In congruence with the collection's multidisciplinary aim, Deaf Identities contains scholarship from inside and beyond the walls of the academy. While Leigh and O'Brien approach the topic from social psychology, the collection includes work by developmental psychologists, cultural anthropologists, counselors, educators, literary critics, religious leaders, philosophers, sociologists, social workers, and Deaf Studies specialists. There is no clean, easy way to group the chapters; for while readers will see the contributors exploring Deaf identity through a handful of repeat lenses – community, educational systems, the body, intersectionality –the grounding of each chapter in lived experiences keeps the work from becoming theoretical enough to be successfully placed in siloes. If Leigh and O'Brien's introduction is the ten-thousand-foot view, then the chapters are something like seeing the town from the top of the Ferris Wheel: perspective exceeds the individual, but there is no denying that those are real people down there moving, communicating, interacting; being the complicated things that make the town a real place to live.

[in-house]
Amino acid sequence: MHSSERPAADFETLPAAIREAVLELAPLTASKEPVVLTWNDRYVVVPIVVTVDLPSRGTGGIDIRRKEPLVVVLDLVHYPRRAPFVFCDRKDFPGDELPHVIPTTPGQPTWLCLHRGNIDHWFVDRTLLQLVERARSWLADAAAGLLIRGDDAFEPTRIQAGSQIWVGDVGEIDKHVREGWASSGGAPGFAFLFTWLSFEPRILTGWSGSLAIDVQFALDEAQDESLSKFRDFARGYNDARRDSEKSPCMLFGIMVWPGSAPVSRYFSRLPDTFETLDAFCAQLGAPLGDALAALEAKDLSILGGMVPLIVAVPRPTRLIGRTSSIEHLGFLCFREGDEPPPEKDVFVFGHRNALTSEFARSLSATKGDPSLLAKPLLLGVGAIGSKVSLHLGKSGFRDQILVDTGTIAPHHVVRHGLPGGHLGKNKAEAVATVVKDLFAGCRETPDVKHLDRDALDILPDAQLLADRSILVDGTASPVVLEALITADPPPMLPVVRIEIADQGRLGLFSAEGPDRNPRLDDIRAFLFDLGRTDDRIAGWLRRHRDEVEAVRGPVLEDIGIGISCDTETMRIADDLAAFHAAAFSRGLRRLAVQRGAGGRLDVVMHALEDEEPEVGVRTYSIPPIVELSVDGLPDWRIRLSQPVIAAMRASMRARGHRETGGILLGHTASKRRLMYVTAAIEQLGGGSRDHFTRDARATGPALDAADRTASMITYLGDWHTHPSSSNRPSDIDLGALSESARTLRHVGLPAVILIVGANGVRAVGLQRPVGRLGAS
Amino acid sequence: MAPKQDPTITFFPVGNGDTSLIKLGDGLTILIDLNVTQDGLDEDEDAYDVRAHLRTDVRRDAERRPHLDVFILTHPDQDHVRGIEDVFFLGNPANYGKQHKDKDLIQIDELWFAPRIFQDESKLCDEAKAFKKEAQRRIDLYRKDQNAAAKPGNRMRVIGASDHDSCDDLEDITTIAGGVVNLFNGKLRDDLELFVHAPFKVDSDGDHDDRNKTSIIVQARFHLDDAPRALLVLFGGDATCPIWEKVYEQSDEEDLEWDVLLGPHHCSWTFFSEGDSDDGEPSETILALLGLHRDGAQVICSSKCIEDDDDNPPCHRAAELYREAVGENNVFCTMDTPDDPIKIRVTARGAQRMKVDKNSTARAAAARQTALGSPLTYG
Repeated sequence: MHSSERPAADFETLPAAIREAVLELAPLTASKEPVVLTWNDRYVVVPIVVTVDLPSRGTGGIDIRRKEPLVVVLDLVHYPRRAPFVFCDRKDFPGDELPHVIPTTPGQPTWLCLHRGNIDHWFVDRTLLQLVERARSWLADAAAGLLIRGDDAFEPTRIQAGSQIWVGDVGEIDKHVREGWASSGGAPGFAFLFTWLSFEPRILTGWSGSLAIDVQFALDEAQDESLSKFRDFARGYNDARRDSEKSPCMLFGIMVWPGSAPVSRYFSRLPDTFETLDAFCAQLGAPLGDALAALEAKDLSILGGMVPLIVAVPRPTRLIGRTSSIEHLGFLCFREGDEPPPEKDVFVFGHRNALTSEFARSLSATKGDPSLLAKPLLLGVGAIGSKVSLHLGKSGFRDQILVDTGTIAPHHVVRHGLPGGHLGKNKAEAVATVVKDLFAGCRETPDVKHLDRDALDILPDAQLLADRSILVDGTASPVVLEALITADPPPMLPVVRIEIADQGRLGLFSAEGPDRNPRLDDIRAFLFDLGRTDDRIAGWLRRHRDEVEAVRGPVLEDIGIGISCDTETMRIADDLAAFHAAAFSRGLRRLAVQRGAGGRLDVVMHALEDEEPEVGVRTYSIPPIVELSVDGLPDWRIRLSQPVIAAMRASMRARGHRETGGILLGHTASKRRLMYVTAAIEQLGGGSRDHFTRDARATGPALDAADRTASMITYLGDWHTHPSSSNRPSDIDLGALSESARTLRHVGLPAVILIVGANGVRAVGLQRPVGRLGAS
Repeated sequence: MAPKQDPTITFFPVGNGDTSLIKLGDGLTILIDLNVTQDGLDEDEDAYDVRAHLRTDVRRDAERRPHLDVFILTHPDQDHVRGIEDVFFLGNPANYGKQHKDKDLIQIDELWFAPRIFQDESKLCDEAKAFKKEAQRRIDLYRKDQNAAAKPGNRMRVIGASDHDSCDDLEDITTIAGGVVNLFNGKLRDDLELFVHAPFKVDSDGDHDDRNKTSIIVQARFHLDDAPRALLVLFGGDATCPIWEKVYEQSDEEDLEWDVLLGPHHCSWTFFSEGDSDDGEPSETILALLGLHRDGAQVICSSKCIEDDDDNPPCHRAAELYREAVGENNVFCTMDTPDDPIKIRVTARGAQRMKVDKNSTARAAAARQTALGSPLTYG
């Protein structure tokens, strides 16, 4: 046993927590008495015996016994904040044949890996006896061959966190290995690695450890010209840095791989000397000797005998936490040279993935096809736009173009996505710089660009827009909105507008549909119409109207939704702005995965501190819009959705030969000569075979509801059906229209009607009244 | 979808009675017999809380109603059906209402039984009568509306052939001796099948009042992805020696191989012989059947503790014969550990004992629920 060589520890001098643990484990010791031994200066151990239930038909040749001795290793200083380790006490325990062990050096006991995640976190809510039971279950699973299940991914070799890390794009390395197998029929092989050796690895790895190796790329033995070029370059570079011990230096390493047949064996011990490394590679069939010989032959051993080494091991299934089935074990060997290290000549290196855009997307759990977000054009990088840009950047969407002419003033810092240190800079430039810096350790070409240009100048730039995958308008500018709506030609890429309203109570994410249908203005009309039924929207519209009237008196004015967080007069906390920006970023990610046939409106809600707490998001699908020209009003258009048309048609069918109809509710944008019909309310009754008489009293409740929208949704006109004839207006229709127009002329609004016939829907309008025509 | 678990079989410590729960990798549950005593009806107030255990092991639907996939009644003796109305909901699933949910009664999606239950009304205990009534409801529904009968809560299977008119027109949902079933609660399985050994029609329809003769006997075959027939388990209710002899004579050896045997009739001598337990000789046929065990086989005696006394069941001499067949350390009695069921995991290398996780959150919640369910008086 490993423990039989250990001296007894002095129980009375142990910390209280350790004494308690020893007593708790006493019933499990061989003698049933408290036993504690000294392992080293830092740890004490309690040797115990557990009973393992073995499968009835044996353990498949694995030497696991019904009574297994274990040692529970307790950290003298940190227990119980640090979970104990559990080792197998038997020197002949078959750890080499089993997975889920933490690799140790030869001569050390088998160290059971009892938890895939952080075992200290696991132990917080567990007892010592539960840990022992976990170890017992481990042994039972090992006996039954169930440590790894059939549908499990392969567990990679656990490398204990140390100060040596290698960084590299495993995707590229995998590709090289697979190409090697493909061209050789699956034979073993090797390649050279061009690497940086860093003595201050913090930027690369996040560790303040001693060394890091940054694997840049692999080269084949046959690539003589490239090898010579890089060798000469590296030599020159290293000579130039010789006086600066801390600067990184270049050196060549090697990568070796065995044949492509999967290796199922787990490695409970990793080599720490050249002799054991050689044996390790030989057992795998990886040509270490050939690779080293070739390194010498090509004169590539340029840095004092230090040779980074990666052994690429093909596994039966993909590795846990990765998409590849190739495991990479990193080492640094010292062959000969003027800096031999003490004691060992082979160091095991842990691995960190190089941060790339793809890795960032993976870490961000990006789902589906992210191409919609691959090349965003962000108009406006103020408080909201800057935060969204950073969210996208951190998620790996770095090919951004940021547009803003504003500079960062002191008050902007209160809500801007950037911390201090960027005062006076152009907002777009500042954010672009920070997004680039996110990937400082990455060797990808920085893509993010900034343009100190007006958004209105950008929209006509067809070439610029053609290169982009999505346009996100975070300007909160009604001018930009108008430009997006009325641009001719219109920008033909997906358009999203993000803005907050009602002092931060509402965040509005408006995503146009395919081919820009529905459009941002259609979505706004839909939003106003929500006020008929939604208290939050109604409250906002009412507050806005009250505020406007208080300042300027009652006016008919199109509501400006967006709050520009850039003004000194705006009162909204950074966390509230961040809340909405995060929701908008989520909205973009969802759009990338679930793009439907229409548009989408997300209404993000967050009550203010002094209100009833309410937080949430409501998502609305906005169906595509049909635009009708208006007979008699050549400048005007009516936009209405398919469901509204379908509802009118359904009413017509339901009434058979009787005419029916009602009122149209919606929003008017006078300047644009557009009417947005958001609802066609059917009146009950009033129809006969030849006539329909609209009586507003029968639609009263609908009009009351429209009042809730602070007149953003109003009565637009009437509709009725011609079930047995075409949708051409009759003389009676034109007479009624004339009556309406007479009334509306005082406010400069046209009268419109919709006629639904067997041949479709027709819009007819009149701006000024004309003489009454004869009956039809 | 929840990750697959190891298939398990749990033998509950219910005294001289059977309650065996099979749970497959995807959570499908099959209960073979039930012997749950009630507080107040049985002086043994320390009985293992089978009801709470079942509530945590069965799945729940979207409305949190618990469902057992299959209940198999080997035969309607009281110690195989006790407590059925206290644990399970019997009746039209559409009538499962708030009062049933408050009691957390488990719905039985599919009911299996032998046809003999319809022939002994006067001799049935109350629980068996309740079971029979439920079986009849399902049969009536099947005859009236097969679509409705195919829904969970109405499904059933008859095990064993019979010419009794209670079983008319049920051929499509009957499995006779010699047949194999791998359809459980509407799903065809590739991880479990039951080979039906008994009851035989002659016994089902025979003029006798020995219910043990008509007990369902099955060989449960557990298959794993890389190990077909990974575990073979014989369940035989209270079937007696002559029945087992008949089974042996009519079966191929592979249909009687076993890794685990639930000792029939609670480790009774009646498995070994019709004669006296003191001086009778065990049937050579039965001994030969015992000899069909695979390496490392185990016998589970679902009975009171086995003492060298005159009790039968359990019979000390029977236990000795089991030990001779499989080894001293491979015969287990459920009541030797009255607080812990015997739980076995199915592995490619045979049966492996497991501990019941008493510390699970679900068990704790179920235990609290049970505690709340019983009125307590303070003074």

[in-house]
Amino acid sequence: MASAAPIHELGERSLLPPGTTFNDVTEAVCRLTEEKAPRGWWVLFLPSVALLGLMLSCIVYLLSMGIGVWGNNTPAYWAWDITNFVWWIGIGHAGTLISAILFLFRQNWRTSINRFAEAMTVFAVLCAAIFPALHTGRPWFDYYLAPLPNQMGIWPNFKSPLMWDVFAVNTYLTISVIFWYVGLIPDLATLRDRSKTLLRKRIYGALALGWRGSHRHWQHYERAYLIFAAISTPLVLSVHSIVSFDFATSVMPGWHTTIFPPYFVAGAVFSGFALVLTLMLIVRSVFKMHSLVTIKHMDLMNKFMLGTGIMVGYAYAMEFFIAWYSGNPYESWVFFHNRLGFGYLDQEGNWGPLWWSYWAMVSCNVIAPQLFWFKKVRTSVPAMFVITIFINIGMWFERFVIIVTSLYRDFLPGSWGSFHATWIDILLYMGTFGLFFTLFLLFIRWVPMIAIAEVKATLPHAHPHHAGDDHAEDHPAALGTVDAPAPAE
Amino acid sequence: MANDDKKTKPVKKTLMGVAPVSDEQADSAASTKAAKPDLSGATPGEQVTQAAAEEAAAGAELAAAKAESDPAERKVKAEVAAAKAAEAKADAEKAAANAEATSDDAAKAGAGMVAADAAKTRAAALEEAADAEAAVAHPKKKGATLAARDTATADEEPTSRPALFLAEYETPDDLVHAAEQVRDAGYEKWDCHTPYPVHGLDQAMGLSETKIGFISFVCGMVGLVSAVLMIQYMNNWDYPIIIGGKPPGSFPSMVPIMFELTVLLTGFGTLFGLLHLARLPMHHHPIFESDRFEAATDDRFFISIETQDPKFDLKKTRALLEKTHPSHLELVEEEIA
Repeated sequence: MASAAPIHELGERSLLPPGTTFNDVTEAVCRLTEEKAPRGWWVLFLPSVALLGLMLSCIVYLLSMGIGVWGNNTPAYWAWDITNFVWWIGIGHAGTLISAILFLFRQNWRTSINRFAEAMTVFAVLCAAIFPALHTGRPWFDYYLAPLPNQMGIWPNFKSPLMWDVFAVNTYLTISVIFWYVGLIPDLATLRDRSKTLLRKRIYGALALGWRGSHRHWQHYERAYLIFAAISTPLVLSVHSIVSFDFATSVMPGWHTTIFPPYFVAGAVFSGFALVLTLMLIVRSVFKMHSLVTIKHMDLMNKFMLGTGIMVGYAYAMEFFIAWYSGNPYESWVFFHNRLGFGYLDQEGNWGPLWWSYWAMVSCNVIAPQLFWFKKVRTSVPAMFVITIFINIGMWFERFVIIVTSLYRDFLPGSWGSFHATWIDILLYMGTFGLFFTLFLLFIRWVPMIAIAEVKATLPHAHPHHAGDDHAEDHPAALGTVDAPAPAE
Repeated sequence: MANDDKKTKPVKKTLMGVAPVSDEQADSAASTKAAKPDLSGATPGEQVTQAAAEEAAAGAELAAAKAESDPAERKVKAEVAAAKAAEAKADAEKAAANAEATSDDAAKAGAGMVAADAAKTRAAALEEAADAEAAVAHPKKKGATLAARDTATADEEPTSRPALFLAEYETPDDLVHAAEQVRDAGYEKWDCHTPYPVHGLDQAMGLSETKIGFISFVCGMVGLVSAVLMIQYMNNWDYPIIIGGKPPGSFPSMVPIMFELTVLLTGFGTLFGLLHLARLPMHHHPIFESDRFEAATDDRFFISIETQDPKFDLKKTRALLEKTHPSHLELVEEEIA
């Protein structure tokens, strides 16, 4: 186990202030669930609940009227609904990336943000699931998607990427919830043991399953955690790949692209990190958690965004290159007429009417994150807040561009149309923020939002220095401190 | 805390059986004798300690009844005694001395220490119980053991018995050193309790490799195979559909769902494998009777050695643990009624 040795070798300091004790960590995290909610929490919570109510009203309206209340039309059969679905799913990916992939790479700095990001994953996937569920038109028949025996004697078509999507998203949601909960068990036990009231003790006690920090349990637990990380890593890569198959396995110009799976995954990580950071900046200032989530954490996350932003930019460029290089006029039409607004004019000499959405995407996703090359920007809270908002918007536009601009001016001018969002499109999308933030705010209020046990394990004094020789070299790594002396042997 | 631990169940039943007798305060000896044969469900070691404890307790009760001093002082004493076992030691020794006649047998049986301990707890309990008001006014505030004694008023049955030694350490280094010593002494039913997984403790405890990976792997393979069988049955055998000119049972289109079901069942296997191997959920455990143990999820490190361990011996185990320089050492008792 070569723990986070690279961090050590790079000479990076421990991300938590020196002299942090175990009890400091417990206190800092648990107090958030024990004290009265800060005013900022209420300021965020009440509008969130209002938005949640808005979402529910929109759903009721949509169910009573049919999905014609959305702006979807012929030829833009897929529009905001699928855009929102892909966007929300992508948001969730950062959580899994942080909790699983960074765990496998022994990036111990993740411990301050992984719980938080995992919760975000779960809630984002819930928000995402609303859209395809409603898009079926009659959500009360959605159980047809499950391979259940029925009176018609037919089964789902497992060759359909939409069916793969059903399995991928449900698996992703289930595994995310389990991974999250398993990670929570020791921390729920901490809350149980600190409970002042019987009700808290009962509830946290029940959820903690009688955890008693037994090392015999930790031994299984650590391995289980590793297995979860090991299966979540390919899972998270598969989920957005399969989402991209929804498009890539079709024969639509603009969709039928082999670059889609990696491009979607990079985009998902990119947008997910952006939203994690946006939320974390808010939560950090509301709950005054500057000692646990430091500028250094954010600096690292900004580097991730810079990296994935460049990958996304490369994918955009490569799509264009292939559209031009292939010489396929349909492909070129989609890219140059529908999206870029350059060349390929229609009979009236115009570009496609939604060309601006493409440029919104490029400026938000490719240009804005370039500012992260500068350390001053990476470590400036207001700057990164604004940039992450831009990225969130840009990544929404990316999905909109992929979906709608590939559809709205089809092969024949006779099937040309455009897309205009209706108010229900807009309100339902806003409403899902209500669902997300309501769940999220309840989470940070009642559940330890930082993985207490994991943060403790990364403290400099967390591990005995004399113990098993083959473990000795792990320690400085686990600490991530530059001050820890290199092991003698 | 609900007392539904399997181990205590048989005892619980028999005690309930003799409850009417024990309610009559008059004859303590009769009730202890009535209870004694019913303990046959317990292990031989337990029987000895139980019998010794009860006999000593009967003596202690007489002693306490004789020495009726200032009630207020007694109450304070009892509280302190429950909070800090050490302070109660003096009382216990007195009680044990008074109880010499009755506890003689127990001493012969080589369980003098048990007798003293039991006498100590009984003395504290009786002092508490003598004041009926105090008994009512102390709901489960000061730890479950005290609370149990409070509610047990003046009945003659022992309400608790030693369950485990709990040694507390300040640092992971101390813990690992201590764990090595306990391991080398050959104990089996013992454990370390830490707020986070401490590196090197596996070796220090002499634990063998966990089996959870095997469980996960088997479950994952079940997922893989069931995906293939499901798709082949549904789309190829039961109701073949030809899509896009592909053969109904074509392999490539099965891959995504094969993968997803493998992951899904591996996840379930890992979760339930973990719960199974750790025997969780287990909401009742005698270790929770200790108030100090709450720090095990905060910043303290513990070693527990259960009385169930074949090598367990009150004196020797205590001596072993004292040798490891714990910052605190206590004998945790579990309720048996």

As Leigh and O'Brien indicate, many of the contributing authors in the collection are Deaf or hard of hearing (16). Alongside literature reviews, contributors consistently include author testimony as supporting evidence. It is this careful tailoring of expertise that includes the academic, the professional, the personal, the physical, and the spiritual that puts the book in its perspectival sweet spot. For a little dive into the collected chapters, I will briefly sketch out a duo as examples of the way the collection relies on bodies of literature and personal experience to strike a balance between depth and breadth, theory and praxis.